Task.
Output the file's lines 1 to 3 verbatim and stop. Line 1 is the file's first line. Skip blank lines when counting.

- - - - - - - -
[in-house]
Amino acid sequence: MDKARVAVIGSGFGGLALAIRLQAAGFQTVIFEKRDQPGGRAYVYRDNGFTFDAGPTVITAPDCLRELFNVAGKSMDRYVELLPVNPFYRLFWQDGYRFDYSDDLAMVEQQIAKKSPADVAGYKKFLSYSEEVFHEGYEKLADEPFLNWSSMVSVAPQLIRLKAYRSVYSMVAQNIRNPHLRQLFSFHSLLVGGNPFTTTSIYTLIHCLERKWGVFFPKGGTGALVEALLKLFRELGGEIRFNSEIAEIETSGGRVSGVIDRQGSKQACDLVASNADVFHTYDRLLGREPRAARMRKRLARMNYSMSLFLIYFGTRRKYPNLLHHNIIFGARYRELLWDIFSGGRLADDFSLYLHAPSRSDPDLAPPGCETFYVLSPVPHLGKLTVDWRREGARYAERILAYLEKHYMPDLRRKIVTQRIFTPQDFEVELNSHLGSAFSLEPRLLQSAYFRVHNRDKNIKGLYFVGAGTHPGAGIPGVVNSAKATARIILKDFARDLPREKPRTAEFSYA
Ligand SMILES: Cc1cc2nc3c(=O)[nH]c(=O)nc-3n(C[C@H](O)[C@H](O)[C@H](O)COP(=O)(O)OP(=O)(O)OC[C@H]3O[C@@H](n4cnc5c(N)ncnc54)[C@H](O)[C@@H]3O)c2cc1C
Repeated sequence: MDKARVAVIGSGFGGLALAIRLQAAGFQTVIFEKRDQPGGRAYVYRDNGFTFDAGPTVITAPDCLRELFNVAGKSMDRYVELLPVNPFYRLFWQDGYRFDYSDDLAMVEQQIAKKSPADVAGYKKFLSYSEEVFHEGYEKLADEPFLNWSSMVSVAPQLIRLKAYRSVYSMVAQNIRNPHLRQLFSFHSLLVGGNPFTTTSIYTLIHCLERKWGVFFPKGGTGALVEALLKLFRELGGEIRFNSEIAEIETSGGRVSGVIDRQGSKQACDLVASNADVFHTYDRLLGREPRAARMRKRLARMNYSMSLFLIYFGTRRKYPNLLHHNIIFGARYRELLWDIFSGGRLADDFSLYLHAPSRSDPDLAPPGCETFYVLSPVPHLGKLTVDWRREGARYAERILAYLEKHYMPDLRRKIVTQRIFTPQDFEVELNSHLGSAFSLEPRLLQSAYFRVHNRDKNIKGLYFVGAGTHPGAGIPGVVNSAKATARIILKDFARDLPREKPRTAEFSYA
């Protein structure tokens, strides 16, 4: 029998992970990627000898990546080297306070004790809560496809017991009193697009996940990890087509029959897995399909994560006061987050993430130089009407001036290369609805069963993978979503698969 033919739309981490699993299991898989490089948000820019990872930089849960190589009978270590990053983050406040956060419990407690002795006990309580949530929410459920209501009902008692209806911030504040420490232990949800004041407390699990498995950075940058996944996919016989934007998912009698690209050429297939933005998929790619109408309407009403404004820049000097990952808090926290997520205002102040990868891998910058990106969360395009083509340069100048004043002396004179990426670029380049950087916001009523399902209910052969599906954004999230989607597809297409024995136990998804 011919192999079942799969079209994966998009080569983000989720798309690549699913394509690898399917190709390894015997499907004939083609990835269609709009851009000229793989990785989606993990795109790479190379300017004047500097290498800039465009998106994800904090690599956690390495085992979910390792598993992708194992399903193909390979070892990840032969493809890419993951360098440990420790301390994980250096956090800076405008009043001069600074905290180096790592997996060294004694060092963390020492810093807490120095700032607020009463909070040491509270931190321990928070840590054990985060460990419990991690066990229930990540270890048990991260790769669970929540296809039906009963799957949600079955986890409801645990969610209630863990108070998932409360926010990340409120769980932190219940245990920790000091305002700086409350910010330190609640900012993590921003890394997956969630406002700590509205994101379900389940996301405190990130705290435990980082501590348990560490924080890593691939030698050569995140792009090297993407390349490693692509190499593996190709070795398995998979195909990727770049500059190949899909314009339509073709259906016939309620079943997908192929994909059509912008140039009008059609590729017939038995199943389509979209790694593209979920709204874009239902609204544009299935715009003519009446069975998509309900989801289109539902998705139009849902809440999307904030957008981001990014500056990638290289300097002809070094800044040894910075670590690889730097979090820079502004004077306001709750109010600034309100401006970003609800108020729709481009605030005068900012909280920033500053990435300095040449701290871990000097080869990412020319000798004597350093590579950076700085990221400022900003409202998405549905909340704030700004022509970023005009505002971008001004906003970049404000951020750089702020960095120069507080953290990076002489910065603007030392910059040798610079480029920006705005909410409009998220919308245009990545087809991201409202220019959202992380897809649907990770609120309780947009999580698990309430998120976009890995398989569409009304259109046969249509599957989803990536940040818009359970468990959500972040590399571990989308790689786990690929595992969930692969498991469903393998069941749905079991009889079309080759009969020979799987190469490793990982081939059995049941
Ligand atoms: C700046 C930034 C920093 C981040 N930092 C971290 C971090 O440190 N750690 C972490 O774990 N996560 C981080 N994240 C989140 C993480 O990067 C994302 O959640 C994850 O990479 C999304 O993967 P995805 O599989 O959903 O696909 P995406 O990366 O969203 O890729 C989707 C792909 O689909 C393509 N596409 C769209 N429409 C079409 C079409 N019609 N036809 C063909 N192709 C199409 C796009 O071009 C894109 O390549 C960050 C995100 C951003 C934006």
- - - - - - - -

[in-house]
Amino acid sequence: MDKARVAVIGSGFGGLALAIRLQAAGFQTVIFEKRDQPGGRAYVYRDNGFTFDAGPTVITAPDCLRELFNVAGKSMDRYVELLPVNPFYRLFWQDGYRFDYSDDLAMVEQQIAKKSPADVAGYKKFLSYSEEVFHEGYEKLADEPFLNWSSMVSVAPQLIRLKAYRSVYSMVAQNIRNPHLRQLFSFHSLLVGGNPFTTTSIYTLIHCLERKWGVFFPKGGTGALVEALLKLFRELGGEIRFNSEIAEIETSGGRVSGVIDRQGSKQACDLVASNADVFHTYDRLLGREPRAARMRKRLARMNYSMSLFLIYFGTRRKYPNLLHHNIIFGARYRELLWDIFSGGRLADDFSLYLHAPSRSDPDLAPPGCETFYVLSPVPHLGKLTVDWRREGARYAERILAYLEKHYMPDLRRKIVTQRIFTPQDFEVELNSHLGSAFSLEPRLLQSAYFRVHNRDKNIKGLYFVGAGTHPGAGIPGVVNSAKATARIILKDFARDLPREKPRTAEFSYA
Ligand SMILES: Cc1cc2nc3c(=O)[nH]c(=O)nc-3n(C[C@H](O)[C@H](O)[C@H](O)COP(=O)(O)OP(=O)(O)OC[C@H]3O[C@@H](n4cnc5c(N)ncnc54)[C@H](O)[C@@H]3O)c2cc1C